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Hockey Sticks Among Carry-On Items TSA Has Cleared For Planes 276

Posted by samzenpus
from the clearing-stick dept.
coondoggie writes "As of April 25th the Transportation Security Administration will let a bunch of previously prohibited items such as small pocket knives and what it calls 'novelty' or toy bats to be taken on aircraft as carry-ons. The idea the agency said was to let Transportation Security Officers better focus their efforts on spotting higher-threat items such as explosives and guns."
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Hockey Sticks Among Carry-On Items TSA Has Cleared For Planes

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  • by lseltzer (311306) on Wednesday March 06, 2013 @07:47PM (#43099771)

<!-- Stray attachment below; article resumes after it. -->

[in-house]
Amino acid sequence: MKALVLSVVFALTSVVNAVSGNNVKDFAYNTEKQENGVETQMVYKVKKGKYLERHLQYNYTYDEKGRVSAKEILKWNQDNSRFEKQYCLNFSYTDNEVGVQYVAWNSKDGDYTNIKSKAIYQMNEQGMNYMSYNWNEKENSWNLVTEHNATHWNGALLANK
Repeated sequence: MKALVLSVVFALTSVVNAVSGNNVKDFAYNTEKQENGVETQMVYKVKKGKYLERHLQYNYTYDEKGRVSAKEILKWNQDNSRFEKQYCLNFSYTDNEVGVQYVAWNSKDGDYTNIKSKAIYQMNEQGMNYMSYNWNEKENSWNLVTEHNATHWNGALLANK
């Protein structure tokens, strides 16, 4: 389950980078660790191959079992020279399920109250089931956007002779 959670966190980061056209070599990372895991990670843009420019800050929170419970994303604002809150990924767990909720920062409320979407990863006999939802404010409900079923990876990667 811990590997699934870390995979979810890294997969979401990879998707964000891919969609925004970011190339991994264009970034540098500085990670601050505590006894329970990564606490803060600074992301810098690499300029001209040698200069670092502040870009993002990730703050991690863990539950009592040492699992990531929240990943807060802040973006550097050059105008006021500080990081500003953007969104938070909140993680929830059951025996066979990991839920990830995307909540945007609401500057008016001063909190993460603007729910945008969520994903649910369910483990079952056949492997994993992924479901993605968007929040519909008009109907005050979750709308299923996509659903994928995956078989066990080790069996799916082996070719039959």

It won't fit under the seat in front of you or the overhead bin.
  • by CncRobot (2849261) on Wednesday March 06, 2013 @07:48PM (#43099791)

    The TSA is now allowing the actual types of things used on 9/11, but still banning shampoo and bottled water?

    If there is ONE THING the TSA should ban is small knives (not that I agree with that), since they are now allowing those shouldn't they just admit they shouldn't need to exist?

  • by lazarus (2879) on Wednesday March 06, 2013 @07:55PM (#43099873) Journal

    Let's face it. The reason people drag all of their worldly possessions with them as carry-on is because we don't trust the baggage handlers to not destroy/steal/lose our stuff. I see this every time I fly. People don't actually want to lug a 49.9 lb wheeled bag onto the plane and then try to find/lift/get help to put it in an overhead compartment.